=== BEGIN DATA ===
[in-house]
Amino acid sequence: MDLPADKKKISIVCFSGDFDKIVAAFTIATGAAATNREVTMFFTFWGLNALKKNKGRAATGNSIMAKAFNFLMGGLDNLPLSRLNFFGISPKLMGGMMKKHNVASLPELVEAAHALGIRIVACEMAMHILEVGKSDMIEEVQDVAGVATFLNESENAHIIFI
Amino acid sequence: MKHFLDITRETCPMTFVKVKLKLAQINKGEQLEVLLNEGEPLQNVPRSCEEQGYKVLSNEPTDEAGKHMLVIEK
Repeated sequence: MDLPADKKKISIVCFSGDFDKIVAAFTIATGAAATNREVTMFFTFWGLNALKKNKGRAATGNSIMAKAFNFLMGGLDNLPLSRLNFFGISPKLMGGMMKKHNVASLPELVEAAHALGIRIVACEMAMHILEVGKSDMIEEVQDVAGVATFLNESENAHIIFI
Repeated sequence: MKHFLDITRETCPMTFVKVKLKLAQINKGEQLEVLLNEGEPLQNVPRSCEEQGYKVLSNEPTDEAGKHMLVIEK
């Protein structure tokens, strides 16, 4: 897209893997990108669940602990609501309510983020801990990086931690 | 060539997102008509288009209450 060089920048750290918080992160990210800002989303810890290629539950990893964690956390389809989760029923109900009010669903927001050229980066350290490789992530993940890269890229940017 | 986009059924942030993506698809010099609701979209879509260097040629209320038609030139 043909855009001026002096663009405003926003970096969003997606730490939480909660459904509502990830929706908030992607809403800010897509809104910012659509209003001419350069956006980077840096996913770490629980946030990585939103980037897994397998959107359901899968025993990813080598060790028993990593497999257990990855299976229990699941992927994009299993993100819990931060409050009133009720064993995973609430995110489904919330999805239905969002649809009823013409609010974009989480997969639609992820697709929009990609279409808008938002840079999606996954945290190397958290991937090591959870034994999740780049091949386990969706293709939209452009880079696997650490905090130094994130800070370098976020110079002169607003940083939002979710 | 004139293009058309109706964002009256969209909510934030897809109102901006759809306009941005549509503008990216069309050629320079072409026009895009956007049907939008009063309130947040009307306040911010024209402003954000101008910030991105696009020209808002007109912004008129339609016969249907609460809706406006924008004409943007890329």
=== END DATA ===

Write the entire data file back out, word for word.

[in-house]
Amino acid sequence: MDLPADKKKISIVCFSGDFDKIVAAFTIATGAAATNREVTMFFTFWGLNALKKNKGRAATGNSIMAKAFNFLMGGLDNLPLSRLNFFGISPKLMGGMMKKHNVASLPELVEAAHALGIRIVACEMAMHILEVGKSDMIEEVQDVAGVATFLNESENAHIIFI
Amino acid sequence: MKHFLDITRETCPMTFVKVKLKLAQINKGEQLEVLLNEGEPLQNVPRSCEEQGYKVLSNEPTDEAGKHMLVIEK
Repeated sequence: MDLPADKKKISIVCFSGDFDKIVAAFTIATGAAATNREVTMFFTFWGLNALKKNKGRAATGNSIMAKAFNFLMGGLDNLPLSRLNFFGISPKLMGGMMKKHNVASLPELVEAAHALGIRIVACEMAMHILEVGKSDMIEEVQDVAGVATFLNESENAHIIFI
Repeated sequence: MKHFLDITRETCPMTFVKVKLKLAQINKGEQLEVLLNEGEPLQNVPRSCEEQGYKVLSNEPTDEAGKHMLVIEK
């Protein structure tokens, strides 16, 4: 897209893997990108669940602990609501309510983020801990990086931690 | 060539997102008509288009209450 060089920048750290918080992160990210800002989303810890290629539950990893964690956390389809989760029923109900009010669903927001050229980066350290490789992530993940890269890229940017 | 986009059924942030993506698809010099609701979209879509260097040629209320038609030139 043909855009001026002096663009405003926003970096969003997606730490939480909660459904509502990830929706908030992607809403800010897509809104910012659509209003001419350069956006980077840096996913770490629980946030990585939103980037897994397998959107359901899968025993990813080598060790028993990593497999257990990855299976229990699941992927994009299993993100819990931060409050009133009720064993995973609430995110489904919330999805239905969002649809009823013409609010974009989480997969639609992820697709929009990609279409808008938002840079999606996954945290190397958290991937090591959870034994999740780049091949386990969706293709939209452009880079696997650490905090130094994130800070370098976020110079002169607003940083939002979710 | 004139293009058309109706964002009256969209909510934030897809109102901006759809306009941005549509503008990216069309050629320079072409026009895009956007049907939008009063309130947040009307306040911010024209402003954000101008910030991105696009020209808002007109912004008129339609016969249907609460809706406006924008004409943007890329």